Two patients with myelofibrosis developed fever, leg pain and periostitis. The first patient had myelofibrosis with myeloid metaplasia and was symptomatic for months before x-rays showed periosteal new bone formation in the lower extremities. He subsequently developed periostitis of both upper extremities. radiation of the lower extremities resulted in significant pain relief. The second patient had a past history of polycythemia vera and experienced painful periostitis of the tibiae and fibulae. 99mTechnetium pyrophosphate bone scans showed increased uptake in the involved bones in both patients. Asymptomatic or painful periostitis may be related to the increased bone blood flow associated with myelofibrosis. radiation can afford successful palliation in the severely symptomatic patient.
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ranking = 1
keywords = tibia
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5/7. Periosteal ganglion: a report of three new cases including MRI findings and a review of the literature.

    OBJECTIVE. To clarify the clinicopathological features of periosteal ganglion. DESIGN. Three patients with periosteal ganglion were studied clinicopathologically. patients. One patient was selected from the files of our institute and two from a consultation file. RESULTS AND CONCLUSION. All three lesions were located over the medial aspect of the tibia. Plain radiographs showed cortical erosions of varying degrees and mild periosteal reaction of the medial side of the tibia. MR images demonstrated well-circumscribed lesions overlying the cortical bone of the tibia, shown as low-intensity areas on T1-weighted images. On T2-weighted images, lesions were homogeneous, lobulated, and showed a characteristic markedly increased signal intensity. These findings are helpful in making a diagnosis of periosteal ganglion. Each patient had an uneventful clinical course after an excision involving the wall of the ganglion, the adjoining periosteum, and the underlying sclerotic cortical bone.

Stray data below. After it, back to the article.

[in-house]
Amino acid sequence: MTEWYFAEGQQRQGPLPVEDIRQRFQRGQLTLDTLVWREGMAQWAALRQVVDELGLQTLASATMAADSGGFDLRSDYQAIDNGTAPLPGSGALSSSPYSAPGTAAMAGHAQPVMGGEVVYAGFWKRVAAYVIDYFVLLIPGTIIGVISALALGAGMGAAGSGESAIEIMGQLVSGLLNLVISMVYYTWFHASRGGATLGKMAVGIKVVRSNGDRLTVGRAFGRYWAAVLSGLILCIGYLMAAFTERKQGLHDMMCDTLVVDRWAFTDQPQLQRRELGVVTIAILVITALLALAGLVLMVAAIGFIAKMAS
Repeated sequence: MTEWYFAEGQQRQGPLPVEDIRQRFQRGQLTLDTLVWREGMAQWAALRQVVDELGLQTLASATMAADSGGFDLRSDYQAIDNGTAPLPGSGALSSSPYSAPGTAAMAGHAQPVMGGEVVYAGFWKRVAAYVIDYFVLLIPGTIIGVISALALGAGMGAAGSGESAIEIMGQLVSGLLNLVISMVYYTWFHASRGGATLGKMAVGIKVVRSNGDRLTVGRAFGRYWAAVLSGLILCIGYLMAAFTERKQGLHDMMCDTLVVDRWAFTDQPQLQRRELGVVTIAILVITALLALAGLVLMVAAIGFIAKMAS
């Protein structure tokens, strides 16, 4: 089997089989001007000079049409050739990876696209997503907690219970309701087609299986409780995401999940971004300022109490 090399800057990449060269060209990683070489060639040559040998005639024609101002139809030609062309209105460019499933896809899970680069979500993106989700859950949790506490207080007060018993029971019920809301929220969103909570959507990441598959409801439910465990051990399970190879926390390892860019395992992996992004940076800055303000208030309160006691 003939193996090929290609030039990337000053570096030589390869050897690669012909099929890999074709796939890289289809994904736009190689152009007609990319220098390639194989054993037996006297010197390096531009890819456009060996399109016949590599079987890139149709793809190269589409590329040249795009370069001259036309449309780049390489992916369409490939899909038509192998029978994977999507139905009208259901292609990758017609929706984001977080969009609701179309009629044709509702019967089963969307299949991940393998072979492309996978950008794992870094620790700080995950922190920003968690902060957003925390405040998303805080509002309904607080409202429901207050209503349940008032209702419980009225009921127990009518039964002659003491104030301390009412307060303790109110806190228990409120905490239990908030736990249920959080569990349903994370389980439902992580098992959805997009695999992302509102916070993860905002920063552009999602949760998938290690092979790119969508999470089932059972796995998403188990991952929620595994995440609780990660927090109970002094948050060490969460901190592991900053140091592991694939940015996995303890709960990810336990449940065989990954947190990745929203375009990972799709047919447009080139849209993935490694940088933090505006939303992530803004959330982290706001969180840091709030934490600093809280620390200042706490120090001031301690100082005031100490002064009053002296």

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ranking = 3
keywords = tibia
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6/7. The soleal line: a cause of tibial pseudoperiostitis.

    An unusually prominent soleal line (a normal anatomic variant) may mimic periosteal reaction along the posterior margin of the proximal tibial shaft. This area of pseudoperiostitis is differentiated from hyperostoses arising from the anterior tibial tubercle and the interosseous membrane. It is always associated with normal, undisturbed architecture of the underlying bone.
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ranking = 6
keywords = tibia
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7/7. Radiographic findings in early acquired syphilis: case report and cirtical review.

    The radiographic and pathophysiologic features of early acquired syphilis are discussed. Bone changes occur in early acquired syphilis and should not be confused with gummas of late syphilis. The radiographic findings are protean and may exist without a clinical history of a cutaneous lesion. The skull, clavicle, and tibia are the sites most frequently involved.
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ranking = 1
keywords = tibia